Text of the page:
Wild Mood Swings and Outbursts of Anger: What's Wrong with this Man? | Case Study

Published
by SafetyNurse1968 SafetyNurse1968, ADN, BSN, MSN, PhD

Specializes in Oncology, Home Health, Patient Safety. Has 20 years experience.

A new case study in which the patient, a 50-yr-old male of mixed race visits his primary care physician with concerns about wild mood swings and outbursts of anger. “I’ve been screaming at my husband. The other day I even pushed him. Not hard, but it frightened me. My dad used to knock my mother around and I don’t want to be like him. I don’t understand what’s going on – I’m a happy person.”

What’s causing mood swings and outbursts of anger?

Wild Mood Swings and Outbursts of Anger:  What's Wrong with this Man? | Case Study
If you think you know the correct diagnosis for this Case Study (CSI)...

DO NOT POST ANSWER HERE.

Instead, post your answer in the ADMIN HELP DESK.; We don't want to spoil it for others who are late in joining us. In a few days, after I post the diagnosis, the Admins will announce the names of those members who correctly identified the problem. We hope to turn this into a friendly competition with more Case Studies to come. You CAN post questions and post comments below. BUT... Do NOT post your diagnosis guess below.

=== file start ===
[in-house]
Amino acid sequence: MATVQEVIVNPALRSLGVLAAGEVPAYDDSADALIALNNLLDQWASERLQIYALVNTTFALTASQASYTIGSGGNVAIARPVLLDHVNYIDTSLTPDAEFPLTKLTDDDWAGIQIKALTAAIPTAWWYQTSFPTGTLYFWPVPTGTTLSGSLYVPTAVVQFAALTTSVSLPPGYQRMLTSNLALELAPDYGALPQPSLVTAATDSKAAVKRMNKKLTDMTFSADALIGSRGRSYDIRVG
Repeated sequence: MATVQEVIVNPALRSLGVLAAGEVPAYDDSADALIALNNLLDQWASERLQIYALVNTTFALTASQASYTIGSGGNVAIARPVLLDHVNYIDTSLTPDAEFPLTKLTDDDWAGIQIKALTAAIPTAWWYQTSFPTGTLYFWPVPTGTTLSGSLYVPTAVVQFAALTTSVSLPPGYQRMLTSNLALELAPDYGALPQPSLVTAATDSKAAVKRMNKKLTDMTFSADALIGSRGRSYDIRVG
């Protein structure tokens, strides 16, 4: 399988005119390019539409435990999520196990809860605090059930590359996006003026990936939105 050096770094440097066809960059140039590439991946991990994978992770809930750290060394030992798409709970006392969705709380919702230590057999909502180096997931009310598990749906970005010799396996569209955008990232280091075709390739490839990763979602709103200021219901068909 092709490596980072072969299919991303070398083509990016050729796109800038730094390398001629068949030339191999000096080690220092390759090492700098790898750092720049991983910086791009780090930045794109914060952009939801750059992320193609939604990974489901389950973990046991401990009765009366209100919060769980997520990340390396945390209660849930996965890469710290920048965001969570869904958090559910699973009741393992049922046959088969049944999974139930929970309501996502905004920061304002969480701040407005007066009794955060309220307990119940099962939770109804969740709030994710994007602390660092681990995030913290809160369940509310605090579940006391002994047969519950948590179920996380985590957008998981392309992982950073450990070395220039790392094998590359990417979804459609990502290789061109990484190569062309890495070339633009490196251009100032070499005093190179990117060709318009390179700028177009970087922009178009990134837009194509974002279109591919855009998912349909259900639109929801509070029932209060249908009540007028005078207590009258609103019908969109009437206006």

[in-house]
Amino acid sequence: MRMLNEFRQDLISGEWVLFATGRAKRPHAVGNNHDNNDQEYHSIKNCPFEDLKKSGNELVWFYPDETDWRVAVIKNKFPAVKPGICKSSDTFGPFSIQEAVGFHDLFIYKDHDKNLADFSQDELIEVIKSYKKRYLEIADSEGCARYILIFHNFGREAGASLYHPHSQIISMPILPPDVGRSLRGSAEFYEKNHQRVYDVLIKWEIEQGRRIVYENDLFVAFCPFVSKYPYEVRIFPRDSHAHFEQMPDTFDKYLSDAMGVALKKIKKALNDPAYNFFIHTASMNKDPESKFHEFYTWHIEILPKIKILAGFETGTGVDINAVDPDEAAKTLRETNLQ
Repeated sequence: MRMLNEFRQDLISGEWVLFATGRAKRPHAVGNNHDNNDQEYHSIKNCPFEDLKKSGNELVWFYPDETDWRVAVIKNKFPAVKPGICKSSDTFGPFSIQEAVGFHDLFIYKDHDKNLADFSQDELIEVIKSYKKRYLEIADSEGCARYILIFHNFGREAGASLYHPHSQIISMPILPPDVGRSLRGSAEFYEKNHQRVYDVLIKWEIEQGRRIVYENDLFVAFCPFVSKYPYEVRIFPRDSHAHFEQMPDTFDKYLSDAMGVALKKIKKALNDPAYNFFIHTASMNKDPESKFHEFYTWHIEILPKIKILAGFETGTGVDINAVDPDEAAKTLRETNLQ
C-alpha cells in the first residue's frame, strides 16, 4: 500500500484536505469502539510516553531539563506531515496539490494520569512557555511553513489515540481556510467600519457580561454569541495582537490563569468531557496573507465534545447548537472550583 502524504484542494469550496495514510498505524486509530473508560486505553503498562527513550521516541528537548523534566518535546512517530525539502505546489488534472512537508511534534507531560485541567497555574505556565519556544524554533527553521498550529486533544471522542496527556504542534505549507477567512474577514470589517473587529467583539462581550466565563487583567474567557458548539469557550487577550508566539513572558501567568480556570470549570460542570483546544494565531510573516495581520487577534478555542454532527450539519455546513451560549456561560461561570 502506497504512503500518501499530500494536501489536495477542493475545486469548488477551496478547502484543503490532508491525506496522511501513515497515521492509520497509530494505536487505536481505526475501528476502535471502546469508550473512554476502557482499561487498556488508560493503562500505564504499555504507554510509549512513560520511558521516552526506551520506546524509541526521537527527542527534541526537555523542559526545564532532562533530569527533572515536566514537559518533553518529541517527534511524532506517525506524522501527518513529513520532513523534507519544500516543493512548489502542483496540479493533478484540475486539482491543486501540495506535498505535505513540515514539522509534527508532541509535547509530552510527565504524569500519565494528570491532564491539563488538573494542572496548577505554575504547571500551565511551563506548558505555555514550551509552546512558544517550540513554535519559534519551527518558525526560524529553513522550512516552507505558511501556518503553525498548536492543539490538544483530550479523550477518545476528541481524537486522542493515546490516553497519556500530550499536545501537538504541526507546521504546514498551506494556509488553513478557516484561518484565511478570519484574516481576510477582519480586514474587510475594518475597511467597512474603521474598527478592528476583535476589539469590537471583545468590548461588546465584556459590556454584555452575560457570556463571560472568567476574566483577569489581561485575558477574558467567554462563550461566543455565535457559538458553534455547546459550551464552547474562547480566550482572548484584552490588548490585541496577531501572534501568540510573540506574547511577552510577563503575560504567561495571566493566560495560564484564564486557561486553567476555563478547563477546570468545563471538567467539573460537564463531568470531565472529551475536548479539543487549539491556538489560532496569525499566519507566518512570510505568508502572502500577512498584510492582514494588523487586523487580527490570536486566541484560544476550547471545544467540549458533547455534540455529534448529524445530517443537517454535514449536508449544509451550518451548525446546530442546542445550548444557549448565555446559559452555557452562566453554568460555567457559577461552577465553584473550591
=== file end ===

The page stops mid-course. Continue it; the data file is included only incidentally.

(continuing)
Disclaimer: These case studies are presented for learning purposes only and with full understanding that it is outside the scope of practice for a nurse to make a medical diagnosis. When participating, assume that a licensed healthcare provider is making the actual diagnosis, ordering all the tests and interpreting the results. You are looking at the case retrospectively to learn from the data presented – the idea is to increase your knowledge so you can sharpen your assessment and teaching skills.